single pool of system memory.
HP addressed the issue by creating
the GSM architecture - combining
parallel processing power with shared
memory's ease of programming.
At the same time, CRPC researchers
contributed their own breakthroughs.
They developed the Message Passing
Interface (MPI), a way to make programs that use message passing run
on almost any parallel system, regardless of its architecture.
A major CRPC achievement to date is
the development of High Performance
Fortran, a parallel version of Fortran,
the highly portable computer language
long favored by programmers for writing scientific and engineering
applications. An industrywide team, under
the auspices of the High Performance
Fortran Forum, is finalizing work
on High Performance Fortran 2.0,
offering extensions requested by
early users of the language, higher
application performance, and other
High Performance Fortran and MPI -
along with other techniques originated
by the CRPC and further developed by
HP - enable software developers to use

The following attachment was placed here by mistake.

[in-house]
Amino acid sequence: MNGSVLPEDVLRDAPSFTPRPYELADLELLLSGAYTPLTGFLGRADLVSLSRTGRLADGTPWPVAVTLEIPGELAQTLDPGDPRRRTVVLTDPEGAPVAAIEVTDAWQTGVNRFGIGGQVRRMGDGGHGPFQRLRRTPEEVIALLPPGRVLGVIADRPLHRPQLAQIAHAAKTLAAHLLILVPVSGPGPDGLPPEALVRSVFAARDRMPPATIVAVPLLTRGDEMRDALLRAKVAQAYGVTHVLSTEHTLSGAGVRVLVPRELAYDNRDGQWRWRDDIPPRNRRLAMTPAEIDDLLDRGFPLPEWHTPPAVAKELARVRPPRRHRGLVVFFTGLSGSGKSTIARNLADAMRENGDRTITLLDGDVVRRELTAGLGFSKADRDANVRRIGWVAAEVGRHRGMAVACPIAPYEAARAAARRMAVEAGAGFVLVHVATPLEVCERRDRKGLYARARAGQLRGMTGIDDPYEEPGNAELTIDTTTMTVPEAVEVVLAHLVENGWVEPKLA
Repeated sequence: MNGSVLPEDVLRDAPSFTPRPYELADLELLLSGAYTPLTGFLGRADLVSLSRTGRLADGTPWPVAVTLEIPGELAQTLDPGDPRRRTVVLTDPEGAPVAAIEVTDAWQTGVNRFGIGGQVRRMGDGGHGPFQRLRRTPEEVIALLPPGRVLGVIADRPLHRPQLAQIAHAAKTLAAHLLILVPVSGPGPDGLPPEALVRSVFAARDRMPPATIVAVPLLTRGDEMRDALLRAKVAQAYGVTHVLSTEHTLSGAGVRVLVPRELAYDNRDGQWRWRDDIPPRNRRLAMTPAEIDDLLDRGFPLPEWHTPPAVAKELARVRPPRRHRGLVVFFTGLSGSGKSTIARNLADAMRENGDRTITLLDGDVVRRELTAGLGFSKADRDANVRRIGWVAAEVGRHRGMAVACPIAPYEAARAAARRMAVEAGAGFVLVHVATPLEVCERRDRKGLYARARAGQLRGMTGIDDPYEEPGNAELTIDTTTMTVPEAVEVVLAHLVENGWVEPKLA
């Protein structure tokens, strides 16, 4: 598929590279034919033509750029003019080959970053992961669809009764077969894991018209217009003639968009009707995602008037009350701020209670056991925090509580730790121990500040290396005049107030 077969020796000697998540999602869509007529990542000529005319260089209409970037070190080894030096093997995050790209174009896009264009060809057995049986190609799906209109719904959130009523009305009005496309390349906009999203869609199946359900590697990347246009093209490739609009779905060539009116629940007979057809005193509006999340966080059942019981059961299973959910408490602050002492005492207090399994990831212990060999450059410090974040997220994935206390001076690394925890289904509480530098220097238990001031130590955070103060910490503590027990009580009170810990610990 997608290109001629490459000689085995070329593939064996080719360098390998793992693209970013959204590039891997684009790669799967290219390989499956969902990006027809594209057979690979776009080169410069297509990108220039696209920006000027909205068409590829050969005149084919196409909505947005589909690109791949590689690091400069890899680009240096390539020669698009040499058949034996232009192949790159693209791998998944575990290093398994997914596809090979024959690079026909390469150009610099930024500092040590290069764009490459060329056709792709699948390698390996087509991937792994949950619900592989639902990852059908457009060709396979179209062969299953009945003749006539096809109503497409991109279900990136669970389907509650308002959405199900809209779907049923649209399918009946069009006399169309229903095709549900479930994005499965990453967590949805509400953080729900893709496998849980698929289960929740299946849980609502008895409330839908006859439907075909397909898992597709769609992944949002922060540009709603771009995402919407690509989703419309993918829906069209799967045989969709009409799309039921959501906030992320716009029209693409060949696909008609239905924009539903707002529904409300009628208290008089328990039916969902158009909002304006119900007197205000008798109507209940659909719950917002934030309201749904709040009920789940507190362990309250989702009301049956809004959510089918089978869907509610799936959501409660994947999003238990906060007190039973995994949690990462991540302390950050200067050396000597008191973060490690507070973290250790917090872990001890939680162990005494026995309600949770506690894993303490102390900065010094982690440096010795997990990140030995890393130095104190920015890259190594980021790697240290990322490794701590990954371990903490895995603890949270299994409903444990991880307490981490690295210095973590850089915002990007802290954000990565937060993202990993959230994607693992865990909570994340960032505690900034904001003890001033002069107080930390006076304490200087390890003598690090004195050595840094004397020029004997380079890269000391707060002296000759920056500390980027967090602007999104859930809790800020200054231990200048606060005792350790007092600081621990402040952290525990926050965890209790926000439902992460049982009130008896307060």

a single programming language and
set of tools to write shared-memory
program code, message-passing code,
or a mixture of the two, providing an
extremely efficient use of software
development resources. It reduces
the total cost of owning and using
shared-memory parallel systems like
the Exemplar server, making them
much more attractive to business and
Further, software developers writing
in High Performance Fortran need
create only one version of their source
code, the basic application program. It
can then be readily ported - adapted - to
any large-scale parallel computing system, giving developers a potent
incentive to write parallel applications. As a
result they can sell copies to run on
any number of parallel systems and
High Performance Fortran has
become a de facto standard language
for parallel programming. "More than
40 major parallel applications are
already written in High Performance
Fortran," Kennedy says," and independent developers have marketed their
own implementations of the language" - including a High Performance
Fortran release that HP makes available to Exemplar users and software
Two CRPC research groups based at
Rice have begun using the Exemplar